For Clinicians, Discharge Safety Is a Growing Ethical Concern
By Stacey Kusterbeck
More often, clinicians are asking ethicists questions such as, “Is this discharge plan ethical?” It seems clinicians are distressed over what they consider to be unsafe decisions.
“As ethicists, we talk to clinicians about how we need to keep in mind the social realities of where our patients are coming from,” reports Elizabeth Sivertsen, MBE, CCRN, HEC-C, a medical ethicist at Grady Health System, an Atlanta-based safety net health network.
Clinicians create a treatment plan based on what they believe is in the patient’s best interest. For various reasons, sometimes the plan is just not feasible.
“That can be very hard for our medical staff,” Sivertsen says.
A recent ethics consult involved a homeless woman with a history of HIV infection and schizophrenia. The woman reported trauma over a previous restraining episode. Clinicians believed strongly that inpatient placement was the only way to keep the patient safe and off the streets, but the patient strongly rejected this plan. “We had to consider the socioeconomic factors, and the social determinants of health, that led her to this point,” Sivertsen says.
In cases like this, ethicists help the clinical staff find an ethically acceptable alternative to which the patient will agree. “As ethicists, we coach medical staff to be a little more humble, sometimes, in what we can achieve for our patients,” Sivertsen explains.
For instance, some patients with mild dementia insist on returning home, yet the environment is unsafe and there is no family support. Ethicists strive to respect a patient’s autonomy while concurrently protecting the patient from harm. “It might take some creative thinking to support the patient’s independence as long as possible, in a less-than-ideal setting,” Sivertsen notes.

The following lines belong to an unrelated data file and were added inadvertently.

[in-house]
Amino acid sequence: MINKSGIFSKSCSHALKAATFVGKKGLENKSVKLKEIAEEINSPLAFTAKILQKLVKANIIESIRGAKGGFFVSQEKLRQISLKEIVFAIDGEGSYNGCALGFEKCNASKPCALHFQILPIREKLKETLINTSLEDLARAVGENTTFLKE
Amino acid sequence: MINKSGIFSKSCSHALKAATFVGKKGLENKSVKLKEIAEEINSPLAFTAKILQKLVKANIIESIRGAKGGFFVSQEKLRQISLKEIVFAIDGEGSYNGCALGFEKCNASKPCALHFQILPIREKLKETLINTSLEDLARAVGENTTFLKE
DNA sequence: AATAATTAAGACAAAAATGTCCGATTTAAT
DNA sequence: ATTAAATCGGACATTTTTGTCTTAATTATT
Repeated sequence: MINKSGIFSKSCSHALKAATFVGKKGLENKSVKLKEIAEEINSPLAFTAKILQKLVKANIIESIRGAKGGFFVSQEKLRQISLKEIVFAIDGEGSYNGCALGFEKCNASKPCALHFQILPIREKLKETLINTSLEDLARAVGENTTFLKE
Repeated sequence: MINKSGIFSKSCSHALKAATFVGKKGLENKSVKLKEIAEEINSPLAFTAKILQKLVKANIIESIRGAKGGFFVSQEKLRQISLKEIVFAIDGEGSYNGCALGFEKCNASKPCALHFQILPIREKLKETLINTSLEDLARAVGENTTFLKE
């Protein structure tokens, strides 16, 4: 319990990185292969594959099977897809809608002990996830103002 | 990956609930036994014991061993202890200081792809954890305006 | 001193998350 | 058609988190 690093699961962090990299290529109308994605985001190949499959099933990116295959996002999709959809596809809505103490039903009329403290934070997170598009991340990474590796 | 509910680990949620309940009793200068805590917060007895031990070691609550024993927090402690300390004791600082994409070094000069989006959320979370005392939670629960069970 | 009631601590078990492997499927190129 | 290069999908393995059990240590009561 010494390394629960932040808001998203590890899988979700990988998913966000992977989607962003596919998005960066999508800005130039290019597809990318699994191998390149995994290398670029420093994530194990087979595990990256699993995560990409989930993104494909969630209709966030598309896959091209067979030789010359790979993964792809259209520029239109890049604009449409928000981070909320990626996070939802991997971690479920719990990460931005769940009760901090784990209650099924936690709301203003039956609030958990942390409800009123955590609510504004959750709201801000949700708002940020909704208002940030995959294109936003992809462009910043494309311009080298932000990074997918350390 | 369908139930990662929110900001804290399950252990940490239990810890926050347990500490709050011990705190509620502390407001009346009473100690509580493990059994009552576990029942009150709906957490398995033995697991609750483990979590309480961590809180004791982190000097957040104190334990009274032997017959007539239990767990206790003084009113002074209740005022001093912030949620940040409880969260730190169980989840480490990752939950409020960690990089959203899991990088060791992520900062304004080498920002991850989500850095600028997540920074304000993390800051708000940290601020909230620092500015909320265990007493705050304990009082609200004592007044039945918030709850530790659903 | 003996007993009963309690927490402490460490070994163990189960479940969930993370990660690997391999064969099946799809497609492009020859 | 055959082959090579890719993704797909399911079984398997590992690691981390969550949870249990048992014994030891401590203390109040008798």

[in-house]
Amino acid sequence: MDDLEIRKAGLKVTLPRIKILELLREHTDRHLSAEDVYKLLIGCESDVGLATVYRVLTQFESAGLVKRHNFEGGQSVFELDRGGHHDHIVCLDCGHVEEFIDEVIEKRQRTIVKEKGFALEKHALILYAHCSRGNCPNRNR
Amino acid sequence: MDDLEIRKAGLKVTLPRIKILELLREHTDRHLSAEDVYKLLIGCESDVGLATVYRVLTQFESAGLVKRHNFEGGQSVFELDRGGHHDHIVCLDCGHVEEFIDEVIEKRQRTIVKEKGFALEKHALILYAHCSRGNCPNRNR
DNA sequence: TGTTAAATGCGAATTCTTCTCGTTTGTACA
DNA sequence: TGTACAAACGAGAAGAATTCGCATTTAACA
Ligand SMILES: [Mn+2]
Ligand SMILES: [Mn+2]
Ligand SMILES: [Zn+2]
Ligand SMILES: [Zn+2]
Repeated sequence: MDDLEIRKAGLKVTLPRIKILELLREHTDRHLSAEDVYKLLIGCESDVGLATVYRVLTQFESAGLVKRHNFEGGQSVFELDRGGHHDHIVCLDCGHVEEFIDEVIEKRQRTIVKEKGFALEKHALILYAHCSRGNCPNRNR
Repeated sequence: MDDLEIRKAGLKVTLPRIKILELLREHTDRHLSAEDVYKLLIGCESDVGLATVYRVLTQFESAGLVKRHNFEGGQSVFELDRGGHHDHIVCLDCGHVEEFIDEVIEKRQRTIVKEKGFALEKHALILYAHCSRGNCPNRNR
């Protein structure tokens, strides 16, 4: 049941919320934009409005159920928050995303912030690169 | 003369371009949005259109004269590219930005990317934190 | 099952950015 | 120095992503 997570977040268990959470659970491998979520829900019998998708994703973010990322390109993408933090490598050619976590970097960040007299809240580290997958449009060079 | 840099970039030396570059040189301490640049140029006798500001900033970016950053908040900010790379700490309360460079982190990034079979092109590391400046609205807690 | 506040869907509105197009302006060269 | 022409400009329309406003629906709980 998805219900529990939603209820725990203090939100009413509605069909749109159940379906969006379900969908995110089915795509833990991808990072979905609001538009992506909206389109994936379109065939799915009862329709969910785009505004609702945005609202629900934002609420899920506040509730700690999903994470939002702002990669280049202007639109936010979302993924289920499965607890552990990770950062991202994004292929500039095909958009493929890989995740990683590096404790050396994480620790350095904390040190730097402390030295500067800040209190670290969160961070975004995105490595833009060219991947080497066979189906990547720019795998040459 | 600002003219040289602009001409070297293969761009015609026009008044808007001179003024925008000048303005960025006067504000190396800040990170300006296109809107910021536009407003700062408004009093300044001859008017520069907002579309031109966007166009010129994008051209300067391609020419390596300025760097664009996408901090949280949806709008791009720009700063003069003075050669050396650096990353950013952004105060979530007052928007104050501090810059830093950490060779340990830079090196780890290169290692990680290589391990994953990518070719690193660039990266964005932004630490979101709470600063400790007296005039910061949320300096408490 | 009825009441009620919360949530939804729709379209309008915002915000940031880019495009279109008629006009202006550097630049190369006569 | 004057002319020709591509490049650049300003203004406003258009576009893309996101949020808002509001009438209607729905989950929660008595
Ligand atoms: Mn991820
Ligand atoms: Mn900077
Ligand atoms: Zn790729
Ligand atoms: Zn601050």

A patient may lack capacity for complex decision-making, but still can express a preference more generally on how they want to live their life. Clinicians worry that discharging the patient home is allowing him or her to assume a risk they do not understand fully. “The ethical answer isn’t always to override the patient and put them in the safest place possible. Yes, there are risks of harm, but we have to balance that out with other concerns,” Sivertsen explains.
Ethicists must weigh the potential risk for harm against taking away a patient’s independence and autonomy. “Sometimes, unfortunately, the families aren’t in the picture. We may have to consider taking away a patient’s control of their lives and looking to appoint a guardian,” Sivertsen says.
Ethicists have become familiar with the community resources that can mitigate risks of unsafe discharges. In some cases, clinicians can give the patient a chance to remain independent, but with home health support. In some cases, home health support is not an option because the patient is unhoused, and adamantly refuses placement. Understandably, clinicians are distressed about discharging these patients from the hospital to live on the streets. “Ethicists explain that it could be ethically acceptable, but we need to mitigate the risks as much as possible by providing supportive care,” Sivertsen stresses.
Depending on the situation, that could take the form of street medical teams, mobile health providers, or behavioral health support for patients living with long-standing mental health issues requiring psychiatric follow-up. Clinicians are ethically obligated to prevent harm and to promote good.
“But in an acute care setting, we cannot solve society’s ills. Try as we might, we can only do so much,” Sivertsen laments.
Sometimes, just hearing that reassurance from ethicists helps providers feel less distressed about the situation. “As ethicists, we often deal with uncertainty in end-of-life cases,” Sivertsen notes. “Here, it’s just a different type of uncertainty.”
More often, clinicians are asking ethicists questions such as, “Is this discharge plan ethical?” It seems clinicians are distressed over what they consider to be unsafe decisions. Clinicians create a treatment plan based on what they believe is in the patient’s best interest. For various reasons, sometimes the plan is just not feasible.
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